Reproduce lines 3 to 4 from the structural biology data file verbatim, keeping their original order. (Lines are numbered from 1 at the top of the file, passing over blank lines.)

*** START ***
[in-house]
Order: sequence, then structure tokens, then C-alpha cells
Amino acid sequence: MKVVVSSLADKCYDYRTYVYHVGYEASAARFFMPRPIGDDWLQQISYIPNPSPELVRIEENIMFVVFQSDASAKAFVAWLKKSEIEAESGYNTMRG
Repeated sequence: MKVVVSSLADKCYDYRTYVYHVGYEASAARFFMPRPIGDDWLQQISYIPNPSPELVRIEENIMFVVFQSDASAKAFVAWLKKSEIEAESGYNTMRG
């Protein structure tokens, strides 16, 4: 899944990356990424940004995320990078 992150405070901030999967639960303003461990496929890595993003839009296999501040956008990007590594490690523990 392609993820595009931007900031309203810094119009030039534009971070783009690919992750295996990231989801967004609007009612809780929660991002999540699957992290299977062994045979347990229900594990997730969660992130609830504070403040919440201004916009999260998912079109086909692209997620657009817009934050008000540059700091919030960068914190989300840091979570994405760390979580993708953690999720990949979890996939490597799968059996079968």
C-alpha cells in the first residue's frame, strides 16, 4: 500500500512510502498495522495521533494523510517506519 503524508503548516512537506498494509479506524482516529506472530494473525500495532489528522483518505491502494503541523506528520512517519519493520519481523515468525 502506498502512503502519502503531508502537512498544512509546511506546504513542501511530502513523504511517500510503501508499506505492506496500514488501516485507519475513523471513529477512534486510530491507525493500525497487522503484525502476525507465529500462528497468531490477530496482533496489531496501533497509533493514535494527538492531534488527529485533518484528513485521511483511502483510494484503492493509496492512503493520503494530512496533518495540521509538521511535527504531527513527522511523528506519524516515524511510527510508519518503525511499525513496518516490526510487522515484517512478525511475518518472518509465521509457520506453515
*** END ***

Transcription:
Amino acid sequence: MKVVVSSLADKCYDYRTYVYHVGYEASAARFFMPRPIGDDWLQQISYIPNPSPELVRIEENIMFVVFQSDASAKAFVAWLKKSEIEAESGYNTMRG
Repeated sequence: MKVVVSSLADKCYDYRTYVYHVGYEASAARFFMPRPIGDDWLQQISYIPNPSPELVRIEENIMFVVFQSDASAKAFVAWLKKSEIEAESGYNTMRG